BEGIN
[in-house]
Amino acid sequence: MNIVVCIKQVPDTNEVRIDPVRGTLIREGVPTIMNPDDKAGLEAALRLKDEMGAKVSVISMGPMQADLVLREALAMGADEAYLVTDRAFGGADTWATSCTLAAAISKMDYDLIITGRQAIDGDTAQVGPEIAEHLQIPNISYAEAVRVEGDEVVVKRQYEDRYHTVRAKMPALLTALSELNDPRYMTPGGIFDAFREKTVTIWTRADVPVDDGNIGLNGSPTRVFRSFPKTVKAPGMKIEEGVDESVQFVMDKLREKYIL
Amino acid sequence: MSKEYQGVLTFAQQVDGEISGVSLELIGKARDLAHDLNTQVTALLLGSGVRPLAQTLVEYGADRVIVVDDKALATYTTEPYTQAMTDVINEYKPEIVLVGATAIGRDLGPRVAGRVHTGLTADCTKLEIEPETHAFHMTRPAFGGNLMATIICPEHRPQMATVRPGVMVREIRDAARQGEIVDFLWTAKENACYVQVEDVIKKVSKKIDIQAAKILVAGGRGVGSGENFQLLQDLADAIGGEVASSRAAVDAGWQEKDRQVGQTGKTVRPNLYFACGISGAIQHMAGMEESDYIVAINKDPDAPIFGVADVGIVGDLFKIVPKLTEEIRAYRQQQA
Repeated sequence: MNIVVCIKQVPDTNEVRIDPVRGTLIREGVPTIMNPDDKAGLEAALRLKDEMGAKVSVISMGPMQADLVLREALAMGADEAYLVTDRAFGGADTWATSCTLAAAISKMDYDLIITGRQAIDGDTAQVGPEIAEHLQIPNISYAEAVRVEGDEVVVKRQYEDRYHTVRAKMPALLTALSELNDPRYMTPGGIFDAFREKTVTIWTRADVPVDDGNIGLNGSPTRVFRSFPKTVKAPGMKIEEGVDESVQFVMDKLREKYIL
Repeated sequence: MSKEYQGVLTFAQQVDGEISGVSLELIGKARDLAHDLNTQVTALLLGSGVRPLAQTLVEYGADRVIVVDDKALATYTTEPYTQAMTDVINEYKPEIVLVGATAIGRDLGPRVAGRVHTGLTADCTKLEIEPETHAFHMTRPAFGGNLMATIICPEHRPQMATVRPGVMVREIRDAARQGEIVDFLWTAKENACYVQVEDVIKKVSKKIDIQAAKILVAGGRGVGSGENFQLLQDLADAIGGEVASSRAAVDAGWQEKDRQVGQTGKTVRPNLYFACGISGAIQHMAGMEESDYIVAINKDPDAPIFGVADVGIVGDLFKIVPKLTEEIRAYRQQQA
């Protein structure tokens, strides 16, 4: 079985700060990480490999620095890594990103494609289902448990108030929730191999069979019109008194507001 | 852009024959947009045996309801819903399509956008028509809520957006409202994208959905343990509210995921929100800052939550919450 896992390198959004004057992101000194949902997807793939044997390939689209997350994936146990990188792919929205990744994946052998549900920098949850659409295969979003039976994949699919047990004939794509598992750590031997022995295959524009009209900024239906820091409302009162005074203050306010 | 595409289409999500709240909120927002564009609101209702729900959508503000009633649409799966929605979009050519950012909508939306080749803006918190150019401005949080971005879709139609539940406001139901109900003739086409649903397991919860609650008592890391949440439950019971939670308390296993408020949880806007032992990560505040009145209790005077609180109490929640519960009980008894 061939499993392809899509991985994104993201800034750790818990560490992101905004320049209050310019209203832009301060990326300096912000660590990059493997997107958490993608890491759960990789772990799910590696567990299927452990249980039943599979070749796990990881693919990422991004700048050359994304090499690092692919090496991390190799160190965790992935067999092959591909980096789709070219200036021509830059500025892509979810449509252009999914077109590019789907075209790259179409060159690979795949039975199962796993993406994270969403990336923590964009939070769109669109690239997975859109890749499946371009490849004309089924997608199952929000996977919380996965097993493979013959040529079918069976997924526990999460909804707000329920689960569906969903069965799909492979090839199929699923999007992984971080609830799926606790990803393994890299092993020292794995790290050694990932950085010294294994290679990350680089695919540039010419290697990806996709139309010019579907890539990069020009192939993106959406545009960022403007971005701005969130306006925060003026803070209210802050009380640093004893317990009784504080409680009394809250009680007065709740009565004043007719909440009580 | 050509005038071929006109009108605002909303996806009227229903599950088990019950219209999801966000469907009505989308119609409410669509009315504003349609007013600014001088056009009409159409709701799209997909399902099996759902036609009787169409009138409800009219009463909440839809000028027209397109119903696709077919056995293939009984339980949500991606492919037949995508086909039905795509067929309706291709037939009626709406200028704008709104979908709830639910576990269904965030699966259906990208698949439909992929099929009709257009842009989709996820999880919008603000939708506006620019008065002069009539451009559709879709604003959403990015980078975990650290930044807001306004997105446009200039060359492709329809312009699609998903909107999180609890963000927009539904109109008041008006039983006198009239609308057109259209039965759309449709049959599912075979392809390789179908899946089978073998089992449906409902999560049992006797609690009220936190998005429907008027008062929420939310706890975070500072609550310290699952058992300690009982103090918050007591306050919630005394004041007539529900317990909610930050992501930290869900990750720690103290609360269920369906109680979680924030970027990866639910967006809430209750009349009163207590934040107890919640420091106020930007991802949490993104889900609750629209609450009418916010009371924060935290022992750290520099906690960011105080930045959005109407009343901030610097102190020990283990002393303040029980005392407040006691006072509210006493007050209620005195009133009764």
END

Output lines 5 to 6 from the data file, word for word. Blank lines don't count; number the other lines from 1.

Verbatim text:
Repeated sequence: MSKEYQGVLTFAQQVDGEISGVSLELIGKARDLAHDLNTQVTALLLGSGVRPLAQTLVEYGADRVIVVDDKALATYTTEPYTQAMTDVINEYKPEIVLVGATAIGRDLGPRVAGRVHTGLTADCTKLEIEPETHAFHMTRPAFGGNLMATIICPEHRPQMATVRPGVMVREIRDAARQGEIVDFLWTAKENACYVQVEDVIKKVSKKIDIQAAKILVAGGRGVGSGENFQLLQDLADAIGGEVASSRAAVDAGWQEKDRQVGQTGKTVRPNLYFACGISGAIQHMAGMEESDYIVAINKDPDAPIFGVADVGIVGDLFKIVPKLTEEIRAYRQQQA
């Protein structure tokens, strides 16, 4: 079985700060990480490999620095890594990103494609289902448990108030929730191999069979019109008194507001 | 852009024959947009045996309801819903399509956008028509809520957006409202994208959905343990509210995921929100800052939550919450 896992390198959004004057992101000194949902997807793939044997390939689209997350994936146990990188792919929205990744994946052998549900920098949850659409295969979003039976994949699919047990004939794509598992750590031997022995295959524009009209900024239906820091409302009162005074203050306010 | 595409289409999500709240909120927002564009609101209702729900959508503000009633649409799966929605979009050519950012909508939306080749803006918190150019401005949080971005879709139609539940406001139901109900003739086409649903397991919860609650008592890391949440439950019971939670308390296993408020949880806007032992990560505040009145209790005077609180109490929640519960009980008894 061939499993392809899509991985994104993201800034750790818990560490992101905004320049209050310019209203832009301060990326300096912000660590990059493997997107958490993608890491759960990789772990799910590696567990299927452990249980039943599979070749796990990881693919990422991004700048050359994304090499690092692919090496991390190799160190965790992935067999092959591909980096789709070219200036021509830059500025892509979810449509252009999914077109590019789907075209790259179409060159690979795949039975199962796993993406994270969403990336923590964009939070769109669109690239997975859109890749499946371009490849004309089924997608199952929000996977919380996965097993493979013959040529079918069976997924526990999460909804707000329920689960569906969903069965799909492979090839199929699923999007992984971080609830799926606790990803393994890299092993020292794995790290050694990932950085010294294994290679990350680089695919540039010419290697990806996709139309010019579907890539990069020009192939993106959406545009960022403007971005701005969130306006925060003026803070209210802050009380640093004893317990009784504080409680009394809250009680007065709740009565004043007719909440009580 | 050509005038071929006109009108605002909303996806009227229903599950088990019950219209999801966000469907009505989308119609409410669509009315504003349609007013600014001088056009009409159409709701799209997909399902099996759902036609009787169409009138409800009219009463909440839809000028027209397109119903696709077919056995293939009984339980949500991606492919037949995508086909039905795509067929309706291709037939009626709406200028704008709104979908709830639910576990269904965030699966259906990208698949439909992929099929009709257009842009989709996820999880919008603000939708506006620019008065002069009539451009559709879709604003959403990015980078975990650290930044807001306004997105446009200039060359492709329809312009699609998903909107999180609890963000927009539904109109008041008006039983006198009239609308057109259209039965759309449709049959599912075979392809390789179908899946089978073998089992449906409902999560049992006797609690009220936190998005429907008027008062929420939310706890975070500072609550310290699952058992300690009982103090918050007591306050919630005394004041007539529900317990909610930050992501930290869900990750720690103290609360269920369906109680979680924030970027990866639910967006809430209750009349009163207590934040107890919640420091106020930007991802949490993104889900609750629209609450009418916010009371924060935290022992750290520099906690960011105080930045959005109407009343901030610097102190020990283990002393303040029980005392407040006691006072509210006493007050209620005195009133009764």